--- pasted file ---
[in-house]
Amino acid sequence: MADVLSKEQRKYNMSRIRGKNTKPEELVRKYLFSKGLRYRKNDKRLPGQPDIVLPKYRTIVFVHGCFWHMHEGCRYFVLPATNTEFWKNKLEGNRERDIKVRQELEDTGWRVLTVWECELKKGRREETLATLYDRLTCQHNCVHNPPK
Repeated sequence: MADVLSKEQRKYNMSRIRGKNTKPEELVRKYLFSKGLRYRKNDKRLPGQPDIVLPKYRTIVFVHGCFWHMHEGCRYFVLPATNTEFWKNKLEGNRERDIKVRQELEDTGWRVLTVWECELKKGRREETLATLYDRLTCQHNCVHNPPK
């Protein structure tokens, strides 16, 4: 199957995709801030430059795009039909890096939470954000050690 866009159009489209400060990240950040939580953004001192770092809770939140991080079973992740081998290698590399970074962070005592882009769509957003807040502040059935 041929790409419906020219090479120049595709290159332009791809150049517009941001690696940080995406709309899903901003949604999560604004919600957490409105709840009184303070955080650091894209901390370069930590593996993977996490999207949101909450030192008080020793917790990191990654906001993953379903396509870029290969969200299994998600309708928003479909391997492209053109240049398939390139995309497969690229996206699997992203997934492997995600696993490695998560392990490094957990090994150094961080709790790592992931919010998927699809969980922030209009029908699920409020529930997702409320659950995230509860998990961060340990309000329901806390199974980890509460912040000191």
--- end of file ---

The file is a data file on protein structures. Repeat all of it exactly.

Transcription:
[in-house]
Amino acid sequence: MADVLSKEQRKYNMSRIRGKNTKPEELVRKYLFSKGLRYRKNDKRLPGQPDIVLPKYRTIVFVHGCFWHMHEGCRYFVLPATNTEFWKNKLEGNRERDIKVRQELEDTGWRVLTVWECELKKGRREETLATLYDRLTCQHNCVHNPPK
Repeated sequence: MADVLSKEQRKYNMSRIRGKNTKPEELVRKYLFSKGLRYRKNDKRLPGQPDIVLPKYRTIVFVHGCFWHMHEGCRYFVLPATNTEFWKNKLEGNRERDIKVRQELEDTGWRVLTVWECELKKGRREETLATLYDRLTCQHNCVHNPPK
């Protein structure tokens, strides 16, 4: 199957995709801030430059795009039909890096939470954000050690 866009159009489209400060990240950040939580953004001192770092809770939140991080079973992740081998290698590399970074962070005592882009769509957003807040502040059935 041929790409419906020219090479120049595709290159332009791809150049517009941001690696940080995406709309899903901003949604999560604004919600957490409105709840009184303070955080650091894209901390370069930590593996993977996490999207949101909450030192008080020793917790990191990654906001993953379903396509870029290969969200299994998600309708928003479909391997492209053109240049398939390139995309497969690229996206699997992203997934492997995600696993490695998560392990490094957990090994150094961080709790790592992931919010998927699809969980922030209009029908699920409020529930997702409320659950995230509860998990961060340990309000329901806390199974980890509460912040000191």